Dennis Smith Jr.

Scotto’s Latest: Beasley, Hield, Nuggets, Martin, Pelicans, Mavs, Cavs

Coming off a season in which he made a career-high 41.3% of his three-point attempts, free agent swingman Malik Beasley was considered the Mavericks‘ Plan B for outside shooting help if they were unable to land Klay Thompson, reports Michael Scotto of HoopsHype.

With Dallas no longer in the mix for Beasley, the 27-year-old sharpshooter is receiving interest from the Pelicans, who like the idea of having him stretching the floor alongside Zion Williamson, league sources tell Scotto.

Meanwhile, the Pistons “flirted” with potentially offering Buddy Hield a one-year contract and have considered doing the same for Beasley, Scotto writes, but for now Detroit wants to keep its salary cap space open for trade purposes, since the team is well positioned to take on an unwanted contract or two and receive draft assets for its trouble.

Here’s more from Scotto:

  • The Nuggets and Heat were among the teams to express interest in Hield before he agreed to join the Warriors, per Scotto. However, neither team could realistically match the $8.7MM starting salary Hield got from Golden State. Denver is shopping in free agency with its $5.2MM taxpayer mid-level exception in the hopes of adding a player who can help fill the Kentavious Caldwell-Pope-sized hole in the team’s rotation, Scotto notes.
  • When he declined his $7.1MM player option with Miami, Caleb Martin was hoping for a deal worth at least the full mid-level exception ($12.9MM) and possibly more than that, sources tell HoopsHype, but nothing has materialized so far. The Sixers are among the teams with interest in Martin, but his asking price would have to drop for that to be realistic, according to Scotto.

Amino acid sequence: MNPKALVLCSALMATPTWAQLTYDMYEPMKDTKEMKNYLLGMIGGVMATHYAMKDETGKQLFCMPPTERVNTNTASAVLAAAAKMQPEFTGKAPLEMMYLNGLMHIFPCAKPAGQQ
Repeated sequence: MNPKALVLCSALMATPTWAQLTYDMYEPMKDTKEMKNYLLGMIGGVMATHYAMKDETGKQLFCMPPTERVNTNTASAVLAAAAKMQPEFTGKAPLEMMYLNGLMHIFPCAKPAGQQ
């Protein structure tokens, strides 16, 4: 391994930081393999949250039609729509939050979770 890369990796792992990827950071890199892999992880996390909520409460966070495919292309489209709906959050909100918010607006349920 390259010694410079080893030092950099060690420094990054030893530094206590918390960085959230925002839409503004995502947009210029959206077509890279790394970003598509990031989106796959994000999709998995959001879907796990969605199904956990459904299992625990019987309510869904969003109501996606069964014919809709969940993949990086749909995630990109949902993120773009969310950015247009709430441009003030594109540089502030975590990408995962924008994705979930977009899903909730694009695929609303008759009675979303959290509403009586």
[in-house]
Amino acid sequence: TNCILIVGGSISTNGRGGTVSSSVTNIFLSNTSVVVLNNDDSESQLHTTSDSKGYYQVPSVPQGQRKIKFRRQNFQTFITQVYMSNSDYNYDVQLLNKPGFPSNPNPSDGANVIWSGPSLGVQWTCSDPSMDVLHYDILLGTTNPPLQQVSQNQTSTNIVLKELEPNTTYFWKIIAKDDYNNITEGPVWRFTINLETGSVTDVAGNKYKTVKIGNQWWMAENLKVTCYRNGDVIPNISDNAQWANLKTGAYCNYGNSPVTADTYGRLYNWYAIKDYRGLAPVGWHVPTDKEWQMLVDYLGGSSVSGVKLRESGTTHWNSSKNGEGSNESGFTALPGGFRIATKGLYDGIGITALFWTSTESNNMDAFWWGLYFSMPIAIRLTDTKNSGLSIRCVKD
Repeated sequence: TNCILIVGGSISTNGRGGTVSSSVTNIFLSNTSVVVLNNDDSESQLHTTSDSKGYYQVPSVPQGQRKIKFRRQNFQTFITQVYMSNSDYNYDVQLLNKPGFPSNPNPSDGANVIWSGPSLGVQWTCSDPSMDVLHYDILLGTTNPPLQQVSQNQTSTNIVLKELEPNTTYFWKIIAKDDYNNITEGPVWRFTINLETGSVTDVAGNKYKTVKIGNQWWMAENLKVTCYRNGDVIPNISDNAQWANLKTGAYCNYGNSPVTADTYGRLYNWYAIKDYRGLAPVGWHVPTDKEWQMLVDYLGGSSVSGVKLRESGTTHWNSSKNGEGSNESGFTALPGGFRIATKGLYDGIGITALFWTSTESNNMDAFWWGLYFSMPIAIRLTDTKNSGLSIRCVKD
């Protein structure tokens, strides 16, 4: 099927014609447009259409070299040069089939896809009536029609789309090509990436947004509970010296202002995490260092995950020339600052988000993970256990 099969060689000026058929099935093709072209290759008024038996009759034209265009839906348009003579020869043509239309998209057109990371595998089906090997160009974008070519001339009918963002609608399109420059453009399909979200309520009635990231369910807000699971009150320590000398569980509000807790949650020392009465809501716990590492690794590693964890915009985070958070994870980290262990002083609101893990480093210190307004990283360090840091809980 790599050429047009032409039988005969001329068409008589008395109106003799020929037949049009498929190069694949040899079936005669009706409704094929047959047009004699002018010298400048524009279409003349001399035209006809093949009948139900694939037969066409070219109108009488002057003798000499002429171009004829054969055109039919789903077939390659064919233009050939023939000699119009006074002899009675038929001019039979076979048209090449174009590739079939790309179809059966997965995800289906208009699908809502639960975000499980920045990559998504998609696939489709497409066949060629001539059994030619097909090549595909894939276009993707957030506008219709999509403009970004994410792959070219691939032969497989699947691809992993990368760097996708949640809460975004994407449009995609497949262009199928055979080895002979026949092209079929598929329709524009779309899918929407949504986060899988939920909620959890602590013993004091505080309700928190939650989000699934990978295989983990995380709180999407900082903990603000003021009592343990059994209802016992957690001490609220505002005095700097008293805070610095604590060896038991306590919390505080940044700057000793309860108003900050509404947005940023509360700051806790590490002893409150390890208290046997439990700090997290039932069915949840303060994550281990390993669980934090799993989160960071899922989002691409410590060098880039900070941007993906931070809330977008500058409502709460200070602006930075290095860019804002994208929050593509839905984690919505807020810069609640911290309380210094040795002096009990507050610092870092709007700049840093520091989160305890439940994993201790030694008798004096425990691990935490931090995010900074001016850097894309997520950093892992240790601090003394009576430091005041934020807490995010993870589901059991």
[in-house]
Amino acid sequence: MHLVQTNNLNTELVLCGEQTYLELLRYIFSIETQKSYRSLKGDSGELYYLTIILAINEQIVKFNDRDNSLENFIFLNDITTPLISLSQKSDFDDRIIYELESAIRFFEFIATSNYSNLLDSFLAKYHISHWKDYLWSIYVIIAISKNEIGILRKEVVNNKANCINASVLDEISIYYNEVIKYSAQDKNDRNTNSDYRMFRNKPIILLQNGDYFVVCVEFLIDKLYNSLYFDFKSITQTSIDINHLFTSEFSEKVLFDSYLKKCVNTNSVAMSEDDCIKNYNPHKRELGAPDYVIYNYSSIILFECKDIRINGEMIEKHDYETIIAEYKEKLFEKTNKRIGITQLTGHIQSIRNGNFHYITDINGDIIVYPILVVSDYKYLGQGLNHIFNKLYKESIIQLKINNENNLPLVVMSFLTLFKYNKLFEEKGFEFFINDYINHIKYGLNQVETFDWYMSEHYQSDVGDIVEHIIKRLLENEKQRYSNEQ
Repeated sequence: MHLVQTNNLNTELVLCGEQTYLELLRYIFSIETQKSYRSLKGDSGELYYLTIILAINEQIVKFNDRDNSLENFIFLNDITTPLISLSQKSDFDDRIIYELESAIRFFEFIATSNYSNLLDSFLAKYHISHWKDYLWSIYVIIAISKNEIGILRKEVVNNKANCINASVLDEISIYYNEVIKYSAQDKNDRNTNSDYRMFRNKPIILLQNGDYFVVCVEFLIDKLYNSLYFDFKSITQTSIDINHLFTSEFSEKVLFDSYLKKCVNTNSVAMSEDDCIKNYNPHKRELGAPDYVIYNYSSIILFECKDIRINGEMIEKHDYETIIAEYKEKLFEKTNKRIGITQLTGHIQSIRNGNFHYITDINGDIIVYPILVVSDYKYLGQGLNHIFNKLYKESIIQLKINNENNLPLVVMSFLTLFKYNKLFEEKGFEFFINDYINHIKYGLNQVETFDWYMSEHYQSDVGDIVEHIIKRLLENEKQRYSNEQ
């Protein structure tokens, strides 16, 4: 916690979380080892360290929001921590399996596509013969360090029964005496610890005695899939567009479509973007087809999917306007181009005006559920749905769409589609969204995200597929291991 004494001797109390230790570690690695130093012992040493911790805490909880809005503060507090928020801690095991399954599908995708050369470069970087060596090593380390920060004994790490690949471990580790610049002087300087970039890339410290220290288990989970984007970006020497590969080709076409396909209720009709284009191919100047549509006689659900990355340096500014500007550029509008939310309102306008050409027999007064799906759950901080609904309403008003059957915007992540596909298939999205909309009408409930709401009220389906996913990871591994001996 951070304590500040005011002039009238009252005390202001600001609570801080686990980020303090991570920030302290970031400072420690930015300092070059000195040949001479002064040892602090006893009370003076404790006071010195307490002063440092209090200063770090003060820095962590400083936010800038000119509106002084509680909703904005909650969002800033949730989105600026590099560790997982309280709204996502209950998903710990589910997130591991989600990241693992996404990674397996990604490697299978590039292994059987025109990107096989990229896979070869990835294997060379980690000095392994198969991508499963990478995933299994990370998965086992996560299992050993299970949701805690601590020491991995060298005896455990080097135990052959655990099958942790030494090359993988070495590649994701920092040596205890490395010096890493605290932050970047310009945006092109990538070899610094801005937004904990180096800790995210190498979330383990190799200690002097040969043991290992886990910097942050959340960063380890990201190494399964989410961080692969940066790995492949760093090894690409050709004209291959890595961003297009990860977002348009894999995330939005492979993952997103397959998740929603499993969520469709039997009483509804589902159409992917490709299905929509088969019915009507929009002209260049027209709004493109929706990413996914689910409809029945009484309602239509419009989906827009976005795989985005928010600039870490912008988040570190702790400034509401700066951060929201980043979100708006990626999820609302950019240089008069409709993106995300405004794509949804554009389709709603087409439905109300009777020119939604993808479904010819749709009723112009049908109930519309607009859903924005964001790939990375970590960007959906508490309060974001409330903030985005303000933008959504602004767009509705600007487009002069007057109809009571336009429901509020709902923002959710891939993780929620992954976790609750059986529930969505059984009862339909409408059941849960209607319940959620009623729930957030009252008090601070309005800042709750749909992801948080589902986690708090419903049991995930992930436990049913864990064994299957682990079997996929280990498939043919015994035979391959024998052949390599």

• While the Pelicans continue to peruse the trade market for centers – with Wendell Carter of the Magic among the targets on their radar – veteran big man Daniel Theis has been linked to New Orleans as a possible cheaper option in free agency, Scotto writes.
  • The Mavericks, in the market for one more guard, have considered a possible reunion with Spencer Dinwiddie or Dennis Smith Jr., according to Scotto, who hears that Malachi Flynn is another playing Dallas is considering if Dinwiddie and Smith end up elsewhere.
  • Johnnie Bryant (Knicks), Jared Dudley (Mavericks), and Trevor Hendry (Nets) are among the coaches the Cavaliers are eyeing as possible assistants for Kenny Atkinson‘s staff, Scotto reports. Bryant was close with Donovan Mitchell from their days in Utah together, while Dudley and Hendry were with Atkinson in Brooklyn (Dudley as a player, Hendry as a staffer).

Free Agency Rumors: Theis, Magic, Heat, Raptors, Rockets

Veteran center Daniel Theis has received interest in free agency from several suitors, including the Grizzlies, Pelicans, and Bucks, reports Kelly Iko of The Athletic (Twitter link).